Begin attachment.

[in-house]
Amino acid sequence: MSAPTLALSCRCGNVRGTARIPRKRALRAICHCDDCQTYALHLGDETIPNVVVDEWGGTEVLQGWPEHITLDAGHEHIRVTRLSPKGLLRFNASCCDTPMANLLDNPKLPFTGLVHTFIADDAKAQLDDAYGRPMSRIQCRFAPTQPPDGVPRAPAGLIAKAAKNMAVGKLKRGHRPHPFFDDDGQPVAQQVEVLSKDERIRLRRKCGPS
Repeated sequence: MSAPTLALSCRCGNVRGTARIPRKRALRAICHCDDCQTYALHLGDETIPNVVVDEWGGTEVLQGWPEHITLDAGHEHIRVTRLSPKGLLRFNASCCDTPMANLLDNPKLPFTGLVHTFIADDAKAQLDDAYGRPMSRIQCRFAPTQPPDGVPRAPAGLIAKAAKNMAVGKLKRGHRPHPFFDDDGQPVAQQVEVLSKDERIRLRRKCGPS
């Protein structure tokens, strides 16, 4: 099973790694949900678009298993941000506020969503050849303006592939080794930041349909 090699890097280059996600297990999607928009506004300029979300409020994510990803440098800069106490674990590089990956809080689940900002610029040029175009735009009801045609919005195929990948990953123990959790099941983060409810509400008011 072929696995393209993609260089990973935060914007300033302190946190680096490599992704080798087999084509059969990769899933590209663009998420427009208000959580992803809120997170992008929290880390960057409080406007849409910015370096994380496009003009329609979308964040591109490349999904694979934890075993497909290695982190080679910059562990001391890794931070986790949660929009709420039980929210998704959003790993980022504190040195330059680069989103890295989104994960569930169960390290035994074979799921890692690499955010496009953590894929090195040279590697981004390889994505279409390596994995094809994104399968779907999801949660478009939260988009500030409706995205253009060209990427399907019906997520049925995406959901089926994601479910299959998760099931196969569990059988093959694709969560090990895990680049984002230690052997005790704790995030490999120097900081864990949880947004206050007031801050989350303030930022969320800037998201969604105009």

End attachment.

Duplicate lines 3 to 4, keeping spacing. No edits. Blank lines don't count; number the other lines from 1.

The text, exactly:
Repeated sequence: MSAPTLALSCRCGNVRGTARIPRKRALRAICHCDDCQTYALHLGDETIPNVVVDEWGGTEVLQGWPEHITLDAGHEHIRVTRLSPKGLLRFNASCCDTPMANLLDNPKLPFTGLVHTFIADDAKAQLDDAYGRPMSRIQCRFAPTQPPDGVPRAPAGLIAKAAKNMAVGKLKRGHRPHPFFDDDGQPVAQQVEVLSKDERIRLRRKCGPS
């Protein structure tokens, strides 16, 4: 099973790694949900678009298993941000506020969503050849303006592939080794930041349909 090699890097280059996600297990999607928009506004300029979300409020994510990803440098800069106490674990590089990956809080689940900002610029040029175009735009009801045609919005195929990948990953123990959790099941983060409810509400008011 072929696995393209993609260089990973935060914007300033302190946190680096490599992704080798087999084509059969990769899933590209663009998420427009208000959580992803809120997170992008929290880390960057409080406007849409910015370096994380496009003009329609979308964040591109490349999904694979934890075993497909290695982190080679910059562990001391890794931070986790949660929009709420039980929210998704959003790993980022504190040195330059680069989103890295989104994960569930169960390290035994074979799921890692690499955010496009953590894929090195040279590697981004390889994505279409390596994995094809994104399968779907999801949660478009939260988009500030409706995205253009060209990427399907019906997520049925995406959901089926994601479910299959998760099931196969569990059988093959694709969560090990895990680049984002230690052997005790704790995030490999120097900081864990949880947004206050007031801050989350303030930022969320800037998201969604105009």